Kids Talk Radio Pre-History Studies in Cambodia

Image

The Pre-Hisotry of Cambodia

There is sparse evidence for a Pleistocene human occupation of present day Cambodia, which includes quartz and quartzite pebble tools found in terraces along the Mekong River, in Stung Treng and Kratié provinces, and in Kampot Province, although their dating is unreliable.[13]

Some slight archaeological evidence shows communities of hunter-gatherers inhabited Cambodia during Holocene: the most ancient Cambodian archeological site is considered to be the cave of L’aang Spean, in Battambang Province, which belongs to the Hoabinhian period. Excavations in its lower layers produced a series of radiocarbon dates as of 6000 BC.[13][14]

Upper layers in the same site gave evidence of transition to Neolithic, containing the earliest dated earthenware ceramics in Cambodia[15]

Archeological records for the period between Holocene and Iron Age remain equally limited. Other prehistoric sites of somewhat uncertain date are Samrong Sen (not far from the ancient capital of Udong), where the first investigations began in 1877,[16] and Phum Snay, in the northern province of Banteay Meanchey.[17] Prehistoric artifacts are often found during mining activities in Ratanakiri.[13]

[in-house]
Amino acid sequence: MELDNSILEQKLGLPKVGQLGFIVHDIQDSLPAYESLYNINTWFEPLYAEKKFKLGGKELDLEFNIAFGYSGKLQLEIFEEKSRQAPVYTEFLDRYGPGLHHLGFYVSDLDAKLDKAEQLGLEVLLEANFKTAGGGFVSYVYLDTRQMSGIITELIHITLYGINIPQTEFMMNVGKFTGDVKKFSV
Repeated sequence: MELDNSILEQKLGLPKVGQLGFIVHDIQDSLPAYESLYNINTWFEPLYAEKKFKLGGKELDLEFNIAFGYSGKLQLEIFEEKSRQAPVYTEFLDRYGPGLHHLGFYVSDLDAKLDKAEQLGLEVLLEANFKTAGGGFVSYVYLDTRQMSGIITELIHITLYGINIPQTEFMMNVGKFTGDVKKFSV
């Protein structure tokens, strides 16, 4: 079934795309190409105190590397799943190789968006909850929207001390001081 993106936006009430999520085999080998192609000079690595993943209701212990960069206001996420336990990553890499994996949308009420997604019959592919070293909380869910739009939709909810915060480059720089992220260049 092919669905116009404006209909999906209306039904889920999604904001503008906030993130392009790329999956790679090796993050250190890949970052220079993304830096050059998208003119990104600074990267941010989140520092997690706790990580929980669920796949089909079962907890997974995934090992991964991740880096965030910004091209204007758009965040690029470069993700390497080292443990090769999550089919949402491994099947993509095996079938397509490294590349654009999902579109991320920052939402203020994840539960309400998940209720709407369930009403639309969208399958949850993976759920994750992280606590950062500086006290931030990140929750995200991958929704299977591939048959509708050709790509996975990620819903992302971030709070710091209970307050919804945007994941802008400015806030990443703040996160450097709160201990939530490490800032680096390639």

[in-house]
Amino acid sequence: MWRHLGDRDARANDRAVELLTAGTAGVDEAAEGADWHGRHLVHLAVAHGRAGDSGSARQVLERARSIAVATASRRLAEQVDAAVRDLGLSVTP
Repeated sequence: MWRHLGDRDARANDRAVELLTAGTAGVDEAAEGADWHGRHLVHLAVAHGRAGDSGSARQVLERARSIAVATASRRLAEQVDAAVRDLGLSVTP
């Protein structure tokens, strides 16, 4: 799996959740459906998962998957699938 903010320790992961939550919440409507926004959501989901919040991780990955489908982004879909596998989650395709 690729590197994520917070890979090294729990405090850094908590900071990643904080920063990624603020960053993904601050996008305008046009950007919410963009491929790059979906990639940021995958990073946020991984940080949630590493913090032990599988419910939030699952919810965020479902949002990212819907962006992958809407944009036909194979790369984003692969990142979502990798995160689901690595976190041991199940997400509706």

However, the most curious prehistoric evidence in Cambodia are the various “circular earthworks” discovered in the red soils near Memot and in the adjacent region of Vietnam in the latter 1950s. Their function and age are still debated, but some of them possibly date from 2nd millennium BC at least.[18][19]

A pivotal event in Cambodian prehistory was the slow penetration of the first rice farmers from the north, which began in the late 3rd millennium BC.[20]

Iron was worked by about 500 BC, with supporting evidence coming from the Khorat Plateau, in modern day Thailand. In Cambodia, some Iron Age settlements were found beneath Baksei Chamkrong and other Angkorian temples while circular earthworks, were found beneath Lovea a few kilometers north-west of Angkor. Burials, much richer than other types of finds, testify to improvement of food availability and trade (even on long distances: in the 4th century BC trade relations with India were already opened) and the existence of a social structure and labor organization.

Leave a Reply

Fill in your details below or click an icon to log in:

WordPress.com Logo

You are commenting using your WordPress.com account. Log Out / Change )

Twitter picture

You are commenting using your Twitter account. Log Out / Change )

Facebook photo

You are commenting using your Facebook account. Log Out / Change )

Google+ photo

You are commenting using your Google+ account. Log Out / Change )

Connecting to %s